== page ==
"To make PMC as realistic as possible, we provide online background papers on all of the committees, detailing the duties, powers, and current legislative debates of their real-life counterparts in Congress."
The first step in writing any good bill is to find a topic about which you're passionate, and research it. Resources are available to assist you with this endeavor. Once you've found an interesting and relevant topic on which to write your bill and have done the necessary research, the next step is actually getting your bill ready for discussion in committee. A PMC bill should have three parts...
This section should provide your rationale for enacting the bill. Why is your topic something that should be addressed by the government? This section's clauses should always begin with a "Whereas..."
This section should be separated into sections and subsections. Each proposed idea for the implementation of the bill should be a section. Subsections should be used to provide further detail and clarification (definitions, etc.) for their appropriate bill sections.
This is the final section of the bill (and can be labeled as a section as normal). EACH BILL MUST HAVE AN ENACTMENT CLAUSE! The enactment clause tells your fellow congressmen when your bill will take effect if passed. It may specify a future date (i.e., January 30, 2016) or a certain number of days following the passage of the bill (i.e., 60 days after passage). Enactment dates within 30 days of passage are used for EMERGENCY legislation only. Enactment dates more than 90 days after passage are used for most legislation and is the enactment period for normal bills. It is worth noting that, per Robert's Rules of Order, bills with an enactment clause of 91 days after passage or more require a simple majority to pass, whereas emergency legislation requires a 2/3 majority. So unless you have a compelling reason for a shorter timetable, it's generally in your best interest to make the enactment date 91 days after passage.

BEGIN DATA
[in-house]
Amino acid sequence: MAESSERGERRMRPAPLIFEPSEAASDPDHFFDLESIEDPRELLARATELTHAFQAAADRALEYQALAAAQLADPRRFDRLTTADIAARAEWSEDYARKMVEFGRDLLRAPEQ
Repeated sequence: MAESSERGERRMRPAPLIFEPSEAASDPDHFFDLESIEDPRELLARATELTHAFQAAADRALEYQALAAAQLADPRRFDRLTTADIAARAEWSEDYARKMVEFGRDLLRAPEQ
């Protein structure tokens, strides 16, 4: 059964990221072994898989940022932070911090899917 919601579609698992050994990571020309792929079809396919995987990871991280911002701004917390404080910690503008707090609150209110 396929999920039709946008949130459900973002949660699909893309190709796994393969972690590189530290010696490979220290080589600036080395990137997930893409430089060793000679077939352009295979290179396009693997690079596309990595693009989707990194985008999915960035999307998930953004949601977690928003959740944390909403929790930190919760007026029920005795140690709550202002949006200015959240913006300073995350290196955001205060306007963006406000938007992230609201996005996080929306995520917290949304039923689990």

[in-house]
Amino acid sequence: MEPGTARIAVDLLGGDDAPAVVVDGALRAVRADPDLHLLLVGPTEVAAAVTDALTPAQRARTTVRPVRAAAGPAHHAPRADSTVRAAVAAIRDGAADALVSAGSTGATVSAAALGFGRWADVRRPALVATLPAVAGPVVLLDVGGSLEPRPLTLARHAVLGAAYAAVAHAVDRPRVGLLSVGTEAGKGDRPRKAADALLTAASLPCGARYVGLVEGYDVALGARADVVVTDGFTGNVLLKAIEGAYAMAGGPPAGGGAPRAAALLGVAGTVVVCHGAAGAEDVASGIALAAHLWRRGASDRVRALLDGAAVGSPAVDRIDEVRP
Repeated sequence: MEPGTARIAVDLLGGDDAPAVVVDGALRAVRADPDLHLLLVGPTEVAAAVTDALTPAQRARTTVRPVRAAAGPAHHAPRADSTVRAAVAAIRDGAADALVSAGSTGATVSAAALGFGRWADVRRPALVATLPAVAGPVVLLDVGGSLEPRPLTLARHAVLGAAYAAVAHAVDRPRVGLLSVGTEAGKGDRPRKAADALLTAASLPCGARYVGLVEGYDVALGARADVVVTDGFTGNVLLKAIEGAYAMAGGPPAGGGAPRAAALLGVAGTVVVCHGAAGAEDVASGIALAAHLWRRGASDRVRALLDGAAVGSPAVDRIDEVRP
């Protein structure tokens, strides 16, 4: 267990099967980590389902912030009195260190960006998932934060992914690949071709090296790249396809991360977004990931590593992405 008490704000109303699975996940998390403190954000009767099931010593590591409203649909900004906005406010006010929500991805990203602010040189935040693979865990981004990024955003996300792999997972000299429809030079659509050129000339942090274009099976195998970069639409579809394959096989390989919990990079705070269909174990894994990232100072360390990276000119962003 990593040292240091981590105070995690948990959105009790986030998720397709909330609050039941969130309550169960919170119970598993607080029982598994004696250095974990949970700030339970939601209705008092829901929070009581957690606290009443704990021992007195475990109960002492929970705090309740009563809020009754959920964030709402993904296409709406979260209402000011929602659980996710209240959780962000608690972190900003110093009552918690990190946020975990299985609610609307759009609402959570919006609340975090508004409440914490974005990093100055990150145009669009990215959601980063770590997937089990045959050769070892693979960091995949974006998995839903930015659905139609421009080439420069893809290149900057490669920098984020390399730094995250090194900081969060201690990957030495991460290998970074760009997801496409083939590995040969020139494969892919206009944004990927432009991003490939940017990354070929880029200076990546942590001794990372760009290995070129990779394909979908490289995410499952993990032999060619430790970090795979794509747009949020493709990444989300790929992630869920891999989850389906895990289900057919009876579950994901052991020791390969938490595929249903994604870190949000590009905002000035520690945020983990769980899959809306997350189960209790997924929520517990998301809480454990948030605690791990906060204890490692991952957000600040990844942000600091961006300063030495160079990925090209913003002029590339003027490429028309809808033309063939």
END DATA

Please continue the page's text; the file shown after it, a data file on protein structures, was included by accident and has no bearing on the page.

Having consistent standards for bill submissions is of the utmost importance to PMC. If you are not already familiar with the process, please take a moment to look over the two sample bills below, and download the bill template as a starting point for your own bill.